The participatory budgeting process set up by City Councilman Eric Ulrich allows local residents to decide how $1 million in discretionary funds will be spent. There will be an open vote later this month in which any local resident can choose from among ten alternatives. As we expected, those with an agenda – the environment, education, art, etc., have taken over the process, but some interesting ideas have come out of the process. One local wants to use the money so that the Department of Traffic sets up a traffic flow computer to regulate the traffic on Rockaway’s major arteries. Another wants to use the money to take down the bay wall at Beach 126 Street so that residents have access to the bay. A third wants sculptures to beautify the beach. A fourth, more kayak landings. You get the picture. The Department of Education, in its infinite wisdom and understanding of education, wants teachers to stop using pronouns in their writing. While there is no set rule set forth by the bureaucrats, there is a policy in place to reduce the use of the pesky pronouns. We have heard of some schools where teachers reject academic papers if they are replete with the no-no’s. Tim Clifford, a teacher and writer, says that he puts “We, the people” on the chalkboard and asks kids to rewrite the line without the pronoun. He does the same with “How do I love thee? Let me count the ways.” The students came up with “How much does the person asking the question love the person that the questioner is asking?” Not quite as poetic. In the same vein, there is a nationally-known writer trying to do away with semicolons and exclamation marks, which he says are unnecessary.
While teachers and parents struggle with what to make of the rankings of public school teachers made available to the press under court order last week, officials in Albany are moving to make sure it doesn’t happen again. There are a number of public employee groups that are protected by law from making information about them public – police, firefighters and others. Now, a number of state legislators want to extend that protection to teachers as well. That’s probably a good idea, because the rankings were specious at best and many believe that their dissemination was just another shot across the bow by the mayor, who badly wants to do away with public unions.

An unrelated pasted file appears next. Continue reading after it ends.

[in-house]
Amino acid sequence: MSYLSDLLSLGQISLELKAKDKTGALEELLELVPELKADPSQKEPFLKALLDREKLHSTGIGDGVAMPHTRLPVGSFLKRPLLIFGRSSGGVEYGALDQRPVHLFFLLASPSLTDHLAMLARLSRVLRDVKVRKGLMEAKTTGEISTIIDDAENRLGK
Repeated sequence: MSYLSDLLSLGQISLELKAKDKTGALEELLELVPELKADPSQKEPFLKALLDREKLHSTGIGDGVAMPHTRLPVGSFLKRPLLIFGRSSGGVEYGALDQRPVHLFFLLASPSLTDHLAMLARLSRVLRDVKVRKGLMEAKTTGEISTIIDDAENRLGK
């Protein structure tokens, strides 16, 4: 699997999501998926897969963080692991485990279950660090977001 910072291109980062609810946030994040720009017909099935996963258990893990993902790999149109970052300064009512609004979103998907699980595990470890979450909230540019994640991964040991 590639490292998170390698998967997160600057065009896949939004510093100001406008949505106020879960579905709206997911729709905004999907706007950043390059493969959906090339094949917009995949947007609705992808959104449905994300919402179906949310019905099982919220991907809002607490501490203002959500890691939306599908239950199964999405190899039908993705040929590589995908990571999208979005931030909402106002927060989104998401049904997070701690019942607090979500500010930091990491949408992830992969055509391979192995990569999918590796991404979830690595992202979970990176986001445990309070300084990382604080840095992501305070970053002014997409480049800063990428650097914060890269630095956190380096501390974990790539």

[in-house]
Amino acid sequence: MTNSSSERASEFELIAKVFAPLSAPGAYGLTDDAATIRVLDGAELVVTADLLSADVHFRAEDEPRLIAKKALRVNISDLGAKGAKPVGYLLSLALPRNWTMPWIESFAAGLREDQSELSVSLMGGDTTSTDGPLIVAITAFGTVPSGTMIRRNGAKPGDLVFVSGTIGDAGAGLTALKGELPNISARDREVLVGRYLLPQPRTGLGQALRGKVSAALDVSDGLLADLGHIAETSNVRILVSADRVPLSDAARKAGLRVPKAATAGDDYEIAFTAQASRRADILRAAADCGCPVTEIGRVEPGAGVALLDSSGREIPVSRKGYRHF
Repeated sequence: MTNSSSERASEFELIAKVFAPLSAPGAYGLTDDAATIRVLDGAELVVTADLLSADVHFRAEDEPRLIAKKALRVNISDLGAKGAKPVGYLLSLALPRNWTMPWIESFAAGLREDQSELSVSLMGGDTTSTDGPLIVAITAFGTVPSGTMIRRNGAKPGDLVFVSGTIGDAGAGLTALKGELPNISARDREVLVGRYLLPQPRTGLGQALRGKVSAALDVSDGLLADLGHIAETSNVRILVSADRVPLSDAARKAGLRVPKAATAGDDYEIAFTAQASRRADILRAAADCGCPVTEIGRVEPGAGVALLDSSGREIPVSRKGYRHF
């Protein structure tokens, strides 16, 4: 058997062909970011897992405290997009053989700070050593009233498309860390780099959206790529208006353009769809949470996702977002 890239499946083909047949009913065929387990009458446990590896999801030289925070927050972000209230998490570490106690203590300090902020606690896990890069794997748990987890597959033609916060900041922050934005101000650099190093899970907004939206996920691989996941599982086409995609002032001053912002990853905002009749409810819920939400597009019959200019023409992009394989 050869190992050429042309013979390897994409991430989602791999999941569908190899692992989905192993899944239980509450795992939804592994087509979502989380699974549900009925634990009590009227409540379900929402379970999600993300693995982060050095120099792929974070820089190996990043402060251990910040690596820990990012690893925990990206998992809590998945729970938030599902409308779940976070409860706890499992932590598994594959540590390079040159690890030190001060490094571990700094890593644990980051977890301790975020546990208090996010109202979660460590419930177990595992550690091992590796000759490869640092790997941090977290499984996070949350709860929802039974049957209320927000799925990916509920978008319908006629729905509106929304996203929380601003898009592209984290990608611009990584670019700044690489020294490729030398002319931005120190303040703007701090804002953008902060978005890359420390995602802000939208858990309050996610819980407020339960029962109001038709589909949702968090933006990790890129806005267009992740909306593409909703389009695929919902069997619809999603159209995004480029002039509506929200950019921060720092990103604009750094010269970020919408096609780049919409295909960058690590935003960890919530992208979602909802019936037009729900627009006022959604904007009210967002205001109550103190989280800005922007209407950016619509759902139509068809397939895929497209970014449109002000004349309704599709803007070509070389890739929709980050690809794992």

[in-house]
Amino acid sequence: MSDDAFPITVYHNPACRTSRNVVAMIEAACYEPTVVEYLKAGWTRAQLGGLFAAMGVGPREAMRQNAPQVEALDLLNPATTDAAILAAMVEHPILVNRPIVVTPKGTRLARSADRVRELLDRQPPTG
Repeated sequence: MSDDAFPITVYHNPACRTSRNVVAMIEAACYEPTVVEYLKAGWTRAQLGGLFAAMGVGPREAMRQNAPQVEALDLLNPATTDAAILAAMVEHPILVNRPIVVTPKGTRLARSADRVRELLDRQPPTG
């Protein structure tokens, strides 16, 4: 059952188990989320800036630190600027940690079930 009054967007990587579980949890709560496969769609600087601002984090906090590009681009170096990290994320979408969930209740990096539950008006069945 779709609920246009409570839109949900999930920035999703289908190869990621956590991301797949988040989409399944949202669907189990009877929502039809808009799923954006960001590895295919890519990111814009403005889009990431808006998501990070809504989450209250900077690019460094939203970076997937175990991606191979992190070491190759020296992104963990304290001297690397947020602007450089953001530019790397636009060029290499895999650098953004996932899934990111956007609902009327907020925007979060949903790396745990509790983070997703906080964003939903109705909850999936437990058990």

Whenever the city sets quotas – excuse me, I mean productivity goals because there are no quotas – on public workers, there is going to be mischief afoot. That was proven once again last week, when several sanitation officers were seen on street cameras giving environmental tickets to homeowners for no reason other than they had a quota to make. One worker gave a homeowner a ticket for mixing recyclable and regular garbage without even opening and checking the bags. Another gave a ticket for having the garbage on the curb too early when there clearly was no garbage at the curb at that time. The same is true of Traffic Enforcement Officers, who must give a certain number of tickets or lose their weekends off and their day tours. How about cops with parkers and movers? Or teachers, with the push to pass a certain percentage of students or get an unsatisfactory rating. It’s all the same game and it’s got to end.
The decision to allow a developer to build an out-of-size yeshiva and dormitory in Bayswater, surrounded by one and two-family homes, once again shows how little power the community, the borough president and the community board have when it comes to projects that the city and its mayor want to build. The community organization voted no, the community board voted no, the borough president said no, and yet the Bureau of Standards and Appeals, the ultimate vote, gave the developers permission to build the facility. Why? The mayor and his Orthodox Jewish backers wanted it badly.
The city will soon begin to charge already cash-strapped non-profits for picking up their garbage. Colleges, churches, museums, Jewish centers and other organizations will soon have to pay for the pickups that were, until now, free of charge. The charge will apply to every institution that has a tax exemption. The Department of Sanitation has said that it could raise $17 million in fees when the plan goes into effect.
West end parents with students in the high elementary grades can breathe a sigh of relief. The community education council voted last week not to approve a new DOE Middle School Choice program that would have opened choice seats in schools such as the Scholars’ Academy and PS 114 to children off the peninsula at the same time it would have sent west end kids far off the peninsula for their middle school education. The CEC had the guts to stand up to the DOE bullies and say no.
With another baseball season right around the corner, Yankee fans can rejoice over the new lineup and the pitching rotation, made better with off-season acquisitions. On the other side of the blotter, you have the Mets, who basically lost their best players and now face certain extinction before the season starts. There are those in Rockaway who urge that fans should boycott the Mets games this year, hopefully forcing the Wilpons to sell the team and bring in new owners who have some money to build a strong team.